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5 December 2013 11:26 am ,
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Dyslexia, a learning disability that hinders reading, hasn't been associated with deficits in vision, hearing, or...
Exotic, elusive, and dangerous, snakes have fascinated humankind for millennia. They can be hard to find, yet their...
Researchers have sequenced and analyzed the first two snake genomes, which represent two evolutionary extremes. The...
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Since arriving on the island of Guam in the 1940s, the brown tree snake ( Boiga irregularis ) has extirpated native...
An animal rights group known as the Nonhuman Rights Project filed lawsuits in three New York courts this week in an...
Researchers have been hot on the trail of the elusive Denisovans, a type of ancient human known only by their DNA and...
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Inside NOAA's Toxics Testing Lab
4 June 2010 5:15 pm
SEATTLE, WASHINGTON—To measure for the presence of oil in seafood, NOAA's scientists in the gulf region use a team of 10 "expert sniffers" trained to detect the distinctive smell. The same samples are sent to scientists here at the Northwest Fisheries Science Center who prepare them for chemical analysis for polycyclic aromatic hydrocarbons (PAHs) using a 3-day cleaning, drying, and preparatory step. NOAA research chemist Daryle Boyd showed ScienceInsider frozen samples of red snapper and shrimp kept in glass jars in a freezer.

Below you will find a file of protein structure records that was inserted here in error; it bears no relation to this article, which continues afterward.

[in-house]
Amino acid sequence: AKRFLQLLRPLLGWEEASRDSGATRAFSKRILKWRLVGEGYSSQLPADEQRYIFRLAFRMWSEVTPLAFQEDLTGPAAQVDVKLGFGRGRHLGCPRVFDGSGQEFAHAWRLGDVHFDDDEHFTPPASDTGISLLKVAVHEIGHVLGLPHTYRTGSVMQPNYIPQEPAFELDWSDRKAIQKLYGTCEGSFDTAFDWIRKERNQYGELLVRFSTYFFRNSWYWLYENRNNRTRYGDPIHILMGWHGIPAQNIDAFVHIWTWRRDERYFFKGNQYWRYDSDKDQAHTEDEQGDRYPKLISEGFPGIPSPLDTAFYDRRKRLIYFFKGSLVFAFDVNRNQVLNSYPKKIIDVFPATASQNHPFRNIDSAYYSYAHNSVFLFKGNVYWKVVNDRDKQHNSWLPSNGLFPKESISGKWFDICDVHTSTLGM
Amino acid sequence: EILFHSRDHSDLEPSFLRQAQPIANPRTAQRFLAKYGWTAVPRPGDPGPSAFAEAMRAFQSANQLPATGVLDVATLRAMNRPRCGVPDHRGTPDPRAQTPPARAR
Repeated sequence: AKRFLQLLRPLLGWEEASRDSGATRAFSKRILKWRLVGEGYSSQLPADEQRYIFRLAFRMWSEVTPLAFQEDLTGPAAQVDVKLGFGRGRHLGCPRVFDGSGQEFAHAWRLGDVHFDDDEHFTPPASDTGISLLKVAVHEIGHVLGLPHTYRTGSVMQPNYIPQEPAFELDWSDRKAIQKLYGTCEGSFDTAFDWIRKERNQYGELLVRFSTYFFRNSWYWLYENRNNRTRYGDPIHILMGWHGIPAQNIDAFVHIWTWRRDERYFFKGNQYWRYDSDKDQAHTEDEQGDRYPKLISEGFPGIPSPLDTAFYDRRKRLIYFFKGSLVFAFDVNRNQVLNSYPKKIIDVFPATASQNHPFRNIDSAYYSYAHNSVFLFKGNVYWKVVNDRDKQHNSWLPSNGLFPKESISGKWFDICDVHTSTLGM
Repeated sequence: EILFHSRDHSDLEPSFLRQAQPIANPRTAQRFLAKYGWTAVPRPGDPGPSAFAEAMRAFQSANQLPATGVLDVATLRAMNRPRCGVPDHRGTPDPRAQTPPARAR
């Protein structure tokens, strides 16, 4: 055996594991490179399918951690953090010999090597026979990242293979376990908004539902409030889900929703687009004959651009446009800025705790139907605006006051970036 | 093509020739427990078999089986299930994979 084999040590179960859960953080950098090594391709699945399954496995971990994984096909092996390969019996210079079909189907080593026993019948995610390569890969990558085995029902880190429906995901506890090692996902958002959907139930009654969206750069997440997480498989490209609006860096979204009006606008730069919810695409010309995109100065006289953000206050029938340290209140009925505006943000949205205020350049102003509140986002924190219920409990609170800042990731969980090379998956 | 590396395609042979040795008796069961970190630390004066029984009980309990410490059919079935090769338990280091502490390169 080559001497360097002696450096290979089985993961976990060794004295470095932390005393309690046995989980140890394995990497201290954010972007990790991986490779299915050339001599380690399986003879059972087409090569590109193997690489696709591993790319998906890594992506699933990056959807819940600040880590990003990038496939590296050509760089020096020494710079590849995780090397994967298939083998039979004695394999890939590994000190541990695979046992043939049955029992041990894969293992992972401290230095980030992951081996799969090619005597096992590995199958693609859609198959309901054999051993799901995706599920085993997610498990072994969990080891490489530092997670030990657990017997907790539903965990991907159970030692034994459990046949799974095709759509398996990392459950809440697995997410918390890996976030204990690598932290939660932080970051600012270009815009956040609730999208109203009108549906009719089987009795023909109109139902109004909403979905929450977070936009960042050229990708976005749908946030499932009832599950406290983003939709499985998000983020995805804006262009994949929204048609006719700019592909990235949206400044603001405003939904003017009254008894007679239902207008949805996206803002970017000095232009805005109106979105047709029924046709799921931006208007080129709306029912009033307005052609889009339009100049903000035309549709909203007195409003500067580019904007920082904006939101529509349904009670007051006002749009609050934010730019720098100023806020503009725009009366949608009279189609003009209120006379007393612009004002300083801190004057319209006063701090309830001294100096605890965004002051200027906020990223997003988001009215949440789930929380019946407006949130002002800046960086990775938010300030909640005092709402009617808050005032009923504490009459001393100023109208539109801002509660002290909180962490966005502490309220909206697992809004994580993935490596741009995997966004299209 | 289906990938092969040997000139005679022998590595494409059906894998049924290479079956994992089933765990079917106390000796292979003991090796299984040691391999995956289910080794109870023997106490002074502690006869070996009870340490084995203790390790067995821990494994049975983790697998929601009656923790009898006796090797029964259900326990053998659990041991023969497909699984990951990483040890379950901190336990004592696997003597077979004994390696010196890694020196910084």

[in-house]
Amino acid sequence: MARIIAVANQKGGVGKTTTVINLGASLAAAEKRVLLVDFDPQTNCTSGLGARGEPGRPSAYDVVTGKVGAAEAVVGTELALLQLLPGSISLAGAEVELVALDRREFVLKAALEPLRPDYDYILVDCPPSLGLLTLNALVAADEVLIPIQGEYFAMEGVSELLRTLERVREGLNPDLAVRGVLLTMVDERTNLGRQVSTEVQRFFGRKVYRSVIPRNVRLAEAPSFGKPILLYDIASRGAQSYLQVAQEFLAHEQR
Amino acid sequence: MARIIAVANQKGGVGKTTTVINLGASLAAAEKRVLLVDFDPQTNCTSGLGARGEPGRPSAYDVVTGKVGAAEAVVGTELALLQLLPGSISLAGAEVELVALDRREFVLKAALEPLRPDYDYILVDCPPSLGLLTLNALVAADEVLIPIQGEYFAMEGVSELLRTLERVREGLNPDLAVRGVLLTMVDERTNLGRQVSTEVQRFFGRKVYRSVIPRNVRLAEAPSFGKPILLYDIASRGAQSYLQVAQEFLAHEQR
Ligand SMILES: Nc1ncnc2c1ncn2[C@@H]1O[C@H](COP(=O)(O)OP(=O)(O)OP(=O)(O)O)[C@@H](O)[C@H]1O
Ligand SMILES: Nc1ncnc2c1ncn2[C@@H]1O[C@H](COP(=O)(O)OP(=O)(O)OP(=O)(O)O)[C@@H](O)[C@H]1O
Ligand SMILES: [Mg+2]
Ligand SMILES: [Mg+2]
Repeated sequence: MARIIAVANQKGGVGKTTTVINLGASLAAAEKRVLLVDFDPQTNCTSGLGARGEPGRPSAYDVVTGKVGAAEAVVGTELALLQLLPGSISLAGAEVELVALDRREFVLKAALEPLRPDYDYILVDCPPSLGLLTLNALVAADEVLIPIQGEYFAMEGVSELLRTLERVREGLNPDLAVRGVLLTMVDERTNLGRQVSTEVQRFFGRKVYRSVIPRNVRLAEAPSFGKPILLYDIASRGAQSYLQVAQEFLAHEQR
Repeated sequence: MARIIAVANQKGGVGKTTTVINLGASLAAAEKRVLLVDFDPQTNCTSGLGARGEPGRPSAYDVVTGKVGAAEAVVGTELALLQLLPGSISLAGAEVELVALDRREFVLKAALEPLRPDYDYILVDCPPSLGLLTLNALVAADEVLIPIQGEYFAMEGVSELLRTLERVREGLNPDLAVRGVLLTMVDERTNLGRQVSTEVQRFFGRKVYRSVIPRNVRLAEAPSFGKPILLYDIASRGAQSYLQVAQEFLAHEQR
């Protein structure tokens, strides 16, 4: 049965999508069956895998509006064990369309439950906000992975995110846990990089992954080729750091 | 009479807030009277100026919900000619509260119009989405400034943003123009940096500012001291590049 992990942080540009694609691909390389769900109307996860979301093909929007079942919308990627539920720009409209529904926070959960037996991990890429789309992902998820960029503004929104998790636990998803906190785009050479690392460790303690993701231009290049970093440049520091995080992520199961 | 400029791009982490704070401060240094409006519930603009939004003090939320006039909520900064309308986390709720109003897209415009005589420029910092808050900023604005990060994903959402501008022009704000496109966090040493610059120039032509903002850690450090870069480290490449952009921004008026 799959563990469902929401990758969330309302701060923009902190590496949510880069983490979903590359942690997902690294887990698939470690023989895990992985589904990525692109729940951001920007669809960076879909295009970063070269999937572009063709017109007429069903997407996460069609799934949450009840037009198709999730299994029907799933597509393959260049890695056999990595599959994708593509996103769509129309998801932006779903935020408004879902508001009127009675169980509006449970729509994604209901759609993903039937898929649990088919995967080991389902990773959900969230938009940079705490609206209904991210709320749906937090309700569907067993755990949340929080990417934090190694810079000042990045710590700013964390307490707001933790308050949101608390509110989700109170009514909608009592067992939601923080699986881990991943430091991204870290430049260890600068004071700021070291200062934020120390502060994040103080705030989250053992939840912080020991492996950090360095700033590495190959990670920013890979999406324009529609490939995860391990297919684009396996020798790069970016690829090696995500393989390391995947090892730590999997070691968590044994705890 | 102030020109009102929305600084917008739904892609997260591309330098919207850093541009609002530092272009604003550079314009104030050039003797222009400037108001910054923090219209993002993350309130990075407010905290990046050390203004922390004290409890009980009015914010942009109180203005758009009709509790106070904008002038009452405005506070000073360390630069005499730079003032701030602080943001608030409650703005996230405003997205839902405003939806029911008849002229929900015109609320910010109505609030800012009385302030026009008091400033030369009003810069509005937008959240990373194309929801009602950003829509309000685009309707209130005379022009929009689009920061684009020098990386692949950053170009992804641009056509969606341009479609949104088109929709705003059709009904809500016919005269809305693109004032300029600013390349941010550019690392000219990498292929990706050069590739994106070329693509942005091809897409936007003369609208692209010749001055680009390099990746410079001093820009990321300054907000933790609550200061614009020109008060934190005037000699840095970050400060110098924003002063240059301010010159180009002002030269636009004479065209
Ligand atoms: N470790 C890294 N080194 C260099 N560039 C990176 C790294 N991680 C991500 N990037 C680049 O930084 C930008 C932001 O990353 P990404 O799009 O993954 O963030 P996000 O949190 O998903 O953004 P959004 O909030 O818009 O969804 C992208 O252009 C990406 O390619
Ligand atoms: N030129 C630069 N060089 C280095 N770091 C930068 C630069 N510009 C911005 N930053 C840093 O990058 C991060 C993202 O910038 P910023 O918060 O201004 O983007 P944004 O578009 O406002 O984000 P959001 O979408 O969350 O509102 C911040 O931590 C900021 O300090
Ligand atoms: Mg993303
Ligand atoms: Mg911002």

To ensure accurate results, the samples are marked "just with numbers and species" so the scientists analyzing them don't know where they came from or the results of the sniff test, explained Boyd. She worked alone late in the afternoon Wednesday to insert about a dozen samples in metal test tubes into a machine called a solvent extractor. ("Most people here are early birds, coming in 5, 6 a.m.," said Boyd, who wore Crocs, jean shorts, and latex gloves as she worked.)
The extractor uses 100°F (38°C) and 2000 psi of pressure to separate contaminants from the seafood tissues; subsequent steps separate PAHs from fats, proteins, and other natural compounds. NOAA scientists have recently cut the time for sample preparation and analysis from 4.5 days to 3 days---2 days of which include "no lunch," Boyd said.
After preparation, the samples are put through a state-of-the-art gas chromatography-mass spectroscopy machine run by a team including NOAA research chemist Catherine Sloan. That machine plots peaks on a connected computer, and scientists try to identify the 28 PAHs in oil they are looking for.
"The labs down [in the gulf] are not well-equipped to do this," said NOAA's Walton Dickhoff. But Sloan says she is helping train scientists to get up to speed on the sophisticated procedure, via "many e-mails from people who want to know how to do this" and some visitors to her team's windowless, humming facility.
For more on the gulf oil spill, see our full coverage.